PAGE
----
Leading science, education, and medical organizations announce new initiative: Societies Consortium on Sexual Harassment in STEMM
February 15, 2019 | By Jamie Lewis Keith, Partner
A recent 2018 consensus study by the National Academies of Sciences, Engineering and Medicine titled, Sexual Harassment of Women: Climate, Culture and Consequences in Academic Sciences, Engineering and Medicine (Academies Report), reported that sexual and gender harassment remain widespread and prevalent, and have negative outcomes for women, as well as others (albeit at lesser rates):
- Greater than 50 percent of women faculty and 20-50 percent of women students encounter or experience sexually harassing conduct in academic science, engineering, and medicine (Academies Report 65) and women with multiple societal identities targeted for bias experience harassment at even greater rates (p. 44-46).
Recognizing sexual harassment as a barrier to excellence, the newly launched Societies Consortium on Sexual Harassment in STEMM is a collective act of leadership and accountability—53 societies strong and counting—to advance inclusion and success of all talent in science, technology, engineering, mathematics, and medical (STEMM) fields. Collective efforts on this scale don’t happen often (the full press release can be read here).
By bringing together academic and professional societies of every size and representing many STEMM disciplines, the Societies Consortium is making an emphatic statement—backed by action: High standards of both scientific output and professional and ethical conduct, climate and culture are essential to including all talent and achieving excellence in STEMM education, research and practice. The Societies Consortium will demonstrate that sexual harassment has no place in STEMM, and that collaborative and thoughtful action can make STEMM fields welcoming for everyone.
This initiative is about collectively lifting all boats in STEMM toward a shared goal of ensuring high standards of conduct. While societies are holding themselves and their members accountable toward this goal, societies are focused on serving and facilitating the success of everyone in the STEMM community by investing in resources to support understanding and positive action to prevent sexual harassment; recognizing the community’s existing commitments to education and prevention; and seeking input from stakeholders to serve the fields well.
The Consortium will develop menus of flexible model policy options, practical tools, and policy and law guidance for use in STEMM fields broadly, and beyond—as well as in societies’ own operations. Examples include a range of policy options for awarding honors in STEMM fields (soon to be released) and other policies designed to encourage positive, professional, and ethical conduct; potential strategies for building bridges between societies and higher education to enhance the effectiveness of responses to incidents involving individuals affiliated with both; and guidance on how to comply with Title IX, without letting it unduly limit pursuit of policies with greater impact on creating welcoming learning, research and practice settings. These resources will be designed to be effective, and to have a highly operational focus, to prevent and respond to sexual harassment in all of its forms, along with racial and other intersecting bases of harassment. The consortium model can produce these resources in a time- and cost- efficient manner, with the benefit of multiple perspectives and national expertise.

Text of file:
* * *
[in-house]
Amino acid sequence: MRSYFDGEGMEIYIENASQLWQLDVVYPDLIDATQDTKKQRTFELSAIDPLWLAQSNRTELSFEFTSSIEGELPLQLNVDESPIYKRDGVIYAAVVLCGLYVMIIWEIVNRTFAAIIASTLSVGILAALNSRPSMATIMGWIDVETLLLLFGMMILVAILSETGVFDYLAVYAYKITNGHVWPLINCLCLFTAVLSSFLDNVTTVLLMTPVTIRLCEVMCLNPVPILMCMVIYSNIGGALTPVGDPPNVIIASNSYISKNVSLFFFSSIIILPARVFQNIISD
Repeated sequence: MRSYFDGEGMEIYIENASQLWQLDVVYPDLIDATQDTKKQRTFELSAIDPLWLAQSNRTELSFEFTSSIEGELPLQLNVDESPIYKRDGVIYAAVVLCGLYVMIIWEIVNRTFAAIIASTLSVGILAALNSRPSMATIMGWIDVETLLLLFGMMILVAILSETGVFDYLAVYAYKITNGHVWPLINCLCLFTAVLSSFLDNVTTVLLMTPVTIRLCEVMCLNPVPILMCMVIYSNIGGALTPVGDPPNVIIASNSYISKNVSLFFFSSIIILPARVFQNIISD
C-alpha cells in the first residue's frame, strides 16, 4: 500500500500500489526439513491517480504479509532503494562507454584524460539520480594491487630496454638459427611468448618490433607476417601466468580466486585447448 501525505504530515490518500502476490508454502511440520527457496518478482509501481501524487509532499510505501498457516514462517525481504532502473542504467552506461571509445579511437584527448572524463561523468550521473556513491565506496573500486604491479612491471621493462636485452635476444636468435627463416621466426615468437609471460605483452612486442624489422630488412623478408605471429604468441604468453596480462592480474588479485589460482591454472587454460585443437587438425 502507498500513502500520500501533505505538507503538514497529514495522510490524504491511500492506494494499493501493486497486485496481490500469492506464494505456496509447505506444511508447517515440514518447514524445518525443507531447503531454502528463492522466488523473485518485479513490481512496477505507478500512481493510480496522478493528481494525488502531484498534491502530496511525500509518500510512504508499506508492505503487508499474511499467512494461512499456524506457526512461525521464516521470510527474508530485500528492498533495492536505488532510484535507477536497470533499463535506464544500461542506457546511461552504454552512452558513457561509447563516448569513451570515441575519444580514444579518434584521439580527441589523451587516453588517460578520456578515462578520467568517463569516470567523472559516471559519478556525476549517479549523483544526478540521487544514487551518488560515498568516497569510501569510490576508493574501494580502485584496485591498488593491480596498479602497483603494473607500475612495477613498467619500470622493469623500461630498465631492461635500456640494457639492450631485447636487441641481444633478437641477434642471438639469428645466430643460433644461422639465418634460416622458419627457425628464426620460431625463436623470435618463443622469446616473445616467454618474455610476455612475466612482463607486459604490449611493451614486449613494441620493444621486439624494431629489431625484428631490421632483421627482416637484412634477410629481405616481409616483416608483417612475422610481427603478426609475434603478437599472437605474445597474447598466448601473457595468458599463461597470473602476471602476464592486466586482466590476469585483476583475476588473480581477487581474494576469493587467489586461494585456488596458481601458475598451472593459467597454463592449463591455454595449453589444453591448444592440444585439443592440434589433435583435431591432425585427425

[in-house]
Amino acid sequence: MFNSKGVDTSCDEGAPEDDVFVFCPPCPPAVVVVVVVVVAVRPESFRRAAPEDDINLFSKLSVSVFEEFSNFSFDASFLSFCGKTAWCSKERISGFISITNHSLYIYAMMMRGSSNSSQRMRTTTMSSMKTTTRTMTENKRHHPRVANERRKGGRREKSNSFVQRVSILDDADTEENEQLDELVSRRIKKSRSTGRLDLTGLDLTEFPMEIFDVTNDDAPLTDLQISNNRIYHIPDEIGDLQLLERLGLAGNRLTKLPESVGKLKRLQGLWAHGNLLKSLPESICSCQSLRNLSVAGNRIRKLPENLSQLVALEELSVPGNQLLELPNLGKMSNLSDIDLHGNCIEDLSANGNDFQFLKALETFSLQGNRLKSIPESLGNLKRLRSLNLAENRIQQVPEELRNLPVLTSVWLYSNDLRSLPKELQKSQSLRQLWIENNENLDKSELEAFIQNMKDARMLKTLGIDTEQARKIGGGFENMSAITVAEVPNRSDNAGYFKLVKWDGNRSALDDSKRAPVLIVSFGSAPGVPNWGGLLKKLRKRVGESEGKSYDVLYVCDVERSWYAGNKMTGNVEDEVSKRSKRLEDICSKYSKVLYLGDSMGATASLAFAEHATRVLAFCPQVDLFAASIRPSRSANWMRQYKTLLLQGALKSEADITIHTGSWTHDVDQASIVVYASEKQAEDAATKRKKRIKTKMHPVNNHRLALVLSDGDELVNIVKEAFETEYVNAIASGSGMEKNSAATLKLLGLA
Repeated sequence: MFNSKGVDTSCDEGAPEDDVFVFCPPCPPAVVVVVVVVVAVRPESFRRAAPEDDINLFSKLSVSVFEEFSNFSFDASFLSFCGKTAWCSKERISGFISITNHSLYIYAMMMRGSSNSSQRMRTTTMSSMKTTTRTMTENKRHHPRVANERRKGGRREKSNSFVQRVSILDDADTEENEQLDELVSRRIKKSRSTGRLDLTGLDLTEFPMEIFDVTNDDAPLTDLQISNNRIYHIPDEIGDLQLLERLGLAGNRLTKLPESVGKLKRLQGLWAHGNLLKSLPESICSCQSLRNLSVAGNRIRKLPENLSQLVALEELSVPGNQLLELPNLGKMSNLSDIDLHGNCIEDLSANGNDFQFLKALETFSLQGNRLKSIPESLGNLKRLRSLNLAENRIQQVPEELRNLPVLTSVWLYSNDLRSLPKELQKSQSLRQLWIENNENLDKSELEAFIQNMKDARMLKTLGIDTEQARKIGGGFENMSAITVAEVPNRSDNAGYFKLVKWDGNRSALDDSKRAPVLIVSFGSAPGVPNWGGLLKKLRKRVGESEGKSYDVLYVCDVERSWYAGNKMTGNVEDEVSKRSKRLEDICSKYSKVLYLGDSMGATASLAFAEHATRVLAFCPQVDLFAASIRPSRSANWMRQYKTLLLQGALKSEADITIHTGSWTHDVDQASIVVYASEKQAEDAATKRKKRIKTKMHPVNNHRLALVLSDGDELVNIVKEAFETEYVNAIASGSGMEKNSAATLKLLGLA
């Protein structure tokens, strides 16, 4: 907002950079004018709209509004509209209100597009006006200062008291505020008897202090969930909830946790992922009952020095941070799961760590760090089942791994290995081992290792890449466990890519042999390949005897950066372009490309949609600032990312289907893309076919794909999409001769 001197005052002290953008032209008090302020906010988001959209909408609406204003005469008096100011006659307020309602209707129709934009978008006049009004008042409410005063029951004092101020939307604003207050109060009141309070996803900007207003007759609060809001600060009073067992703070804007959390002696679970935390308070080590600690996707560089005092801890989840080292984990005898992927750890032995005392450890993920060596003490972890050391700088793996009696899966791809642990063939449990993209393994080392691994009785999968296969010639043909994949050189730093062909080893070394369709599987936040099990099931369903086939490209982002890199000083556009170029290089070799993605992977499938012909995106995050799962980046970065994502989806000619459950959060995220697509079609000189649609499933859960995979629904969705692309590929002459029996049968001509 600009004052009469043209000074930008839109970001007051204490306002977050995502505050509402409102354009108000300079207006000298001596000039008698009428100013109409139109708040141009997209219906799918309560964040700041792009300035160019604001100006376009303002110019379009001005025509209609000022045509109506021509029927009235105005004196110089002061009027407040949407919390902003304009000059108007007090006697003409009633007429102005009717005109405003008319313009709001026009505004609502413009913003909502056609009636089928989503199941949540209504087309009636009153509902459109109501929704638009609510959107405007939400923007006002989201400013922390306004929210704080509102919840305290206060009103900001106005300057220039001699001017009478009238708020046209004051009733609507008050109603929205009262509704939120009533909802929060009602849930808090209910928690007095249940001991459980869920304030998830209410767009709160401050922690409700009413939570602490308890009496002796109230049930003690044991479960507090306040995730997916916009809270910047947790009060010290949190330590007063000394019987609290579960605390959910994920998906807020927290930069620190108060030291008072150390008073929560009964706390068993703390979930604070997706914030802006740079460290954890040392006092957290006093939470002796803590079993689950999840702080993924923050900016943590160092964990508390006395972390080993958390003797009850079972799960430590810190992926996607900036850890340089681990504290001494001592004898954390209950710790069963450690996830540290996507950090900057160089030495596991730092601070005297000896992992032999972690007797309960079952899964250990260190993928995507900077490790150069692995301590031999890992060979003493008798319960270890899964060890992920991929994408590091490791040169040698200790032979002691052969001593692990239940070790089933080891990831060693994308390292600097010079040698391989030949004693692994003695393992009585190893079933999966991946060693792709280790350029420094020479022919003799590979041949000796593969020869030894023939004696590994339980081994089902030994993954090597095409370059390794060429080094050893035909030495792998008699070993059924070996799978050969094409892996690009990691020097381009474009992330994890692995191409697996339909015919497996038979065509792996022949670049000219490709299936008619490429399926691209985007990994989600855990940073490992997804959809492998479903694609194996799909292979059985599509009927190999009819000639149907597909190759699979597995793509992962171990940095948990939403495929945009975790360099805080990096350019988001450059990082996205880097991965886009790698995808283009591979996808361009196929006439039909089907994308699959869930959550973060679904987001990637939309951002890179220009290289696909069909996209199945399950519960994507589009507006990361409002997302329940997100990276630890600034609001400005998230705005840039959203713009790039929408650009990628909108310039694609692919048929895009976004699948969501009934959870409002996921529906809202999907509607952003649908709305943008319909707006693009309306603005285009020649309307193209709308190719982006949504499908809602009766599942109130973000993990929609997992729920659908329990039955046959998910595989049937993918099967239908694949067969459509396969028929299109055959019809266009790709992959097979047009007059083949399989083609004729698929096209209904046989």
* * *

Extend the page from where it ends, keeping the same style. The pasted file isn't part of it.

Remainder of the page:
The Consortium was originated by three sponsoring societies—the American Association for the Advancement of Science (AAAS), Association of American Medical Colleges (AAMC), and American Geophysical Union (AGU)—with EducationCounsel. These three sponsoring societies and the following seven additional societies are serving on the Consortium’s Executive Committee: the American Chemical Society (ACS), American Educational Research Association (AERA), American Physical Society (APS), American Psychological Association (APA), American Society for Cell Biology (ASCB), Entomology Society of America (ESA), and Institute of Electrical and Electronics Engineers (IEEE).
Additional STEMM societies are welcome to join the Consortium. Request more information from SocietiesConsortium@educationcounsel.com.